• Topically applied ingredients may penetrate your skin. The CDC backs this theory of dermal absorption, and the EWG published two studies more than a decade ago that proved that potentially harmful chemicals could enter the umbilical cord of newborn babies via their mothers’ bloodstream. It’s just as important to know what you’re putting on your body as it is to know what you’re putting in it.
  • The EPA has identified a long list of chemicals of concern—yet the beauty and personal-care industry hasn’t been required to eliminate the majority of these chemicals from their products. It’s time to change that.

Know What Ingredients to Watch Out For.

While research is ongoing about many chemicals of concern, here at Seventh Generation we feel strongly about educating consumers about the possible implications of certain ingredients. Companies don’t go out of their way to call out potential health issues associated with ingredients they use—so that means the responsibility is on you as a consumer to know why you might want to avoid certain ingredients or products.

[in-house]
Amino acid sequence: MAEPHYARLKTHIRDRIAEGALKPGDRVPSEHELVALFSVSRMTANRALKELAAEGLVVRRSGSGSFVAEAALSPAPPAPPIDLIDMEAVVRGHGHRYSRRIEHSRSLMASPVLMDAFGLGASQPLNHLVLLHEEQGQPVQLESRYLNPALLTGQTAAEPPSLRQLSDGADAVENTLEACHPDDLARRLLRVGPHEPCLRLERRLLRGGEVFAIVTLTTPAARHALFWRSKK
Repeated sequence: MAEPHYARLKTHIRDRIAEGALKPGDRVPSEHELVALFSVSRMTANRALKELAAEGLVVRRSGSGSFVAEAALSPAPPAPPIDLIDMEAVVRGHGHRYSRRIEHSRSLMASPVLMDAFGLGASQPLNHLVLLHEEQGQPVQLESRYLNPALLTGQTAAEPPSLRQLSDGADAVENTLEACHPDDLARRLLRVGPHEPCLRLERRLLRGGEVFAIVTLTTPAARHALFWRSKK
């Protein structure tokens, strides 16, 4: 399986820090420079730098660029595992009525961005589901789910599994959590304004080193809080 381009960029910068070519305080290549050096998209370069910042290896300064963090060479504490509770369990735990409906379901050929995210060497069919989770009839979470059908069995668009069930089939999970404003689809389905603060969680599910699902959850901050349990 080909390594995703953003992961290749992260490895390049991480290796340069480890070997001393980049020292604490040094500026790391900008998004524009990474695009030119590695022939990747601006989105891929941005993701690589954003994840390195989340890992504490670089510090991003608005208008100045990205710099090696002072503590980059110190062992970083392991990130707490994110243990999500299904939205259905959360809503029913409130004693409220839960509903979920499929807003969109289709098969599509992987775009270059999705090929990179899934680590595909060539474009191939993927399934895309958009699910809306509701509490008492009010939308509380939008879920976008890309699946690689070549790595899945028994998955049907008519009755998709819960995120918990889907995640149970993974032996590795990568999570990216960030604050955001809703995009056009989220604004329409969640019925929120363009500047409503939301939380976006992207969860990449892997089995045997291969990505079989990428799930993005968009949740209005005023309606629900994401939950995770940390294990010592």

Your first line of defense is knowledge. Here’s a partial list of some ingredients to stay away from, and why.

  • Triclosan: Potential thyroid-disruptor, linked with concerns about skin cancer, may potentially make bacteria resistant to antibiotics. The FDA started cracking down on its use in 2016.
  • Parabens: Potentially disrupt the endocrine system.
  • Phthalates: Potentially disrupt the endocrine system and could be inked to birth defects.
  • Formaldehyde: Though typically used in small enough doses that it’s less of a concern than some other ingredients, formaldehyde has been linked to asthma, neurotoxicity, and developmental toxicity.
  • Synthetic fragrances: Any combination of 3,000-plus chemicals, including hormone disruptors and allergens.

Clear ingredient call-outs on products are critical for making informed choices as a consumer. When you know what’s in a product, you can decide whether or not it’s something you want to use yourself, or take home to your family.